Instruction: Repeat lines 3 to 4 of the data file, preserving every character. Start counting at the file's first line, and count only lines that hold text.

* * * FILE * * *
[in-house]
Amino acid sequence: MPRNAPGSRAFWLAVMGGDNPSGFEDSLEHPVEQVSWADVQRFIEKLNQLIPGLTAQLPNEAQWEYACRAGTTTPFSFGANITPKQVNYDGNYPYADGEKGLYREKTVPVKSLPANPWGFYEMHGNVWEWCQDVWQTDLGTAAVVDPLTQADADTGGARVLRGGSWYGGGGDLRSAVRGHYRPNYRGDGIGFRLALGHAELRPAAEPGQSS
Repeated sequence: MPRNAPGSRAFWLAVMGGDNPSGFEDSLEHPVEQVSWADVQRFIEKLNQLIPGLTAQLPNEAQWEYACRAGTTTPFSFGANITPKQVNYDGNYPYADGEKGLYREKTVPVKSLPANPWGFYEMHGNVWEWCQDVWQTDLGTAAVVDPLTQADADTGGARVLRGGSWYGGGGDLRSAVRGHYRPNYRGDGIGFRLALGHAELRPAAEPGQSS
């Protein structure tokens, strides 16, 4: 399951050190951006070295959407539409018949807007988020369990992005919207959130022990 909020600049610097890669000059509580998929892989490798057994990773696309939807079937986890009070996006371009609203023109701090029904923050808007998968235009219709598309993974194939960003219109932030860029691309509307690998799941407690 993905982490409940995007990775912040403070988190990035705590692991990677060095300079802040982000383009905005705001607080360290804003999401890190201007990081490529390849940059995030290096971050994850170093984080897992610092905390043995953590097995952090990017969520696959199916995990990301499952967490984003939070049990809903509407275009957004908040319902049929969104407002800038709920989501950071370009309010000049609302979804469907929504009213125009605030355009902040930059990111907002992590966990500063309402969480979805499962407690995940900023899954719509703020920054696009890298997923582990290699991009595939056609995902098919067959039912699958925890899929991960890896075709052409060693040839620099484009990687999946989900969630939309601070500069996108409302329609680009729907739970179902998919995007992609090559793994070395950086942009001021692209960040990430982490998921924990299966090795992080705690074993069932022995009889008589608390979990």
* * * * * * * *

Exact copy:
Repeated sequence: MPRNAPGSRAFWLAVMGGDNPSGFEDSLEHPVEQVSWADVQRFIEKLNQLIPGLTAQLPNEAQWEYACRAGTTTPFSFGANITPKQVNYDGNYPYADGEKGLYREKTVPVKSLPANPWGFYEMHGNVWEWCQDVWQTDLGTAAVVDPLTQADADTGGARVLRGGSWYGGGGDLRSAVRGHYRPNYRGDGIGFRLALGHAELRPAAEPGQSS
């Protein structure tokens, strides 16, 4: 399951050190951006070295959407539409018949807007988020369990992005919207959130022990 909020600049610097890669000059509580998929892989490798057994990773696309939807079937986890009070996006371009609203023109701090029904923050808007998968235009219709598309993974194939960003219109932030860029691309509307690998799941407690 993905982490409940995007990775912040403070988190990035705590692991990677060095300079802040982000383009905005705001607080360290804003999401890190201007990081490529390849940059995030290096971050994850170093984080897992610092905390043995953590097995952090990017969520696959199916995990990301499952967490984003939070049990809903509407275009957004908040319902049929969104407002800038709920989501950071370009309010000049609302979804469907929504009213125009605030355009902040930059990111907002992590966990500063309402969480979805499962407690995940900023899954719509703020920054696009890298997923582990290699991009595939056609995902098919067959039912699958925890899929991960890896075709052409060693040839620099484009990687999946989900969630939309601070500069996108409302329609680009729907739970179902998919995007992609090559793994070395950086942009001021692209960040990430982490998921924990299966090795992080705690074993069932022995009889008589608390979990």